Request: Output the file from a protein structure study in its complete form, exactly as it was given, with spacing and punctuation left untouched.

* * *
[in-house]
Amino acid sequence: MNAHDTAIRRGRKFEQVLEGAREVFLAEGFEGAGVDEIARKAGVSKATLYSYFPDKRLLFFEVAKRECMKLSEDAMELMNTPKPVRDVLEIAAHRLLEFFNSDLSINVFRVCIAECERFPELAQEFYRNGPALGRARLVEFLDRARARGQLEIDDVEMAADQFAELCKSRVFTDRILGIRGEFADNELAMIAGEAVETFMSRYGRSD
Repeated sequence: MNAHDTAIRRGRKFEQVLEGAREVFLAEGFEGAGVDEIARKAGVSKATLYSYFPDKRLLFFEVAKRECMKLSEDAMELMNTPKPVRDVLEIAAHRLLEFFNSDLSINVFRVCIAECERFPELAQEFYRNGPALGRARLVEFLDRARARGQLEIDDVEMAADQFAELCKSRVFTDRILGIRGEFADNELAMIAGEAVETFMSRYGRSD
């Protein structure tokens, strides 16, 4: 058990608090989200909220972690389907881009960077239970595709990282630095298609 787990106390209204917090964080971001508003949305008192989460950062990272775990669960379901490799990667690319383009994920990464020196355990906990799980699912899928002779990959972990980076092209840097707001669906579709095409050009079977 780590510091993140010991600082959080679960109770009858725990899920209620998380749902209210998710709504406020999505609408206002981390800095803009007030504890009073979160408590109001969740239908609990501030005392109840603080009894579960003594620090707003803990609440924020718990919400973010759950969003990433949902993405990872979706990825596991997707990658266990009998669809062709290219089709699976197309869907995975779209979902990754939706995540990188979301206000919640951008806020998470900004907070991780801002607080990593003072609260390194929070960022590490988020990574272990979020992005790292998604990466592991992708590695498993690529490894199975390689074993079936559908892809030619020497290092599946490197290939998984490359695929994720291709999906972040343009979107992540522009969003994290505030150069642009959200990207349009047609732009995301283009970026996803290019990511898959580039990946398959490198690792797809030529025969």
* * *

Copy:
[in-house]
Amino acid sequence: MNAHDTAIRRGRKFEQVLEGAREVFLAEGFEGAGVDEIARKAGVSKATLYSYFPDKRLLFFEVAKRECMKLSEDAMELMNTPKPVRDVLEIAAHRLLEFFNSDLSINVFRVCIAECERFPELAQEFYRNGPALGRARLVEFLDRARARGQLEIDDVEMAADQFAELCKSRVFTDRILGIRGEFADNELAMIAGEAVETFMSRYGRSD
Repeated sequence: MNAHDTAIRRGRKFEQVLEGAREVFLAEGFEGAGVDEIARKAGVSKATLYSYFPDKRLLFFEVAKRECMKLSEDAMELMNTPKPVRDVLEIAAHRLLEFFNSDLSINVFRVCIAECERFPELAQEFYRNGPALGRARLVEFLDRARARGQLEIDDVEMAADQFAELCKSRVFTDRILGIRGEFADNELAMIAGEAVETFMSRYGRSD
């Protein structure tokens, strides 16, 4: 058990608090989200909220972690389907881009960077239970595709990282630095298609 787990106390209204917090964080971001508003949305008192989460950062990272775990669960379901490799990667690319383009994920990464020196355990906990799980699912899928002779990959972990980076092209840097707001669906579709095409050009079977 780590510091993140010991600082959080679960109770009858725990899920209620998380749902209210998710709504406020999505609408206002981390800095803009007030504890009073979160408590109001969740239908609990501030005392109840603080009894579960003594620090707003803990609440924020718990919400973010759950969003990433949902993405990872979706990825596991997707990658266990009998669809062709290219089709699976197309869907995975779209979902990754939706995540990188979301206000919640951008806020998470900004907070991780801002607080990593003072609260390194929070960022590490988020990574272990979020992005790292998604990466592991992708590695498993690529490894199975390689074993079936559908892809030619020497290092599946490197290939998984490359695929994720291709999906972040343009979107992540522009969003994290505030150069642009959200990207349009047609732009995301283009970026996803290019990511898959580039990946398959490198690792797809030529025969």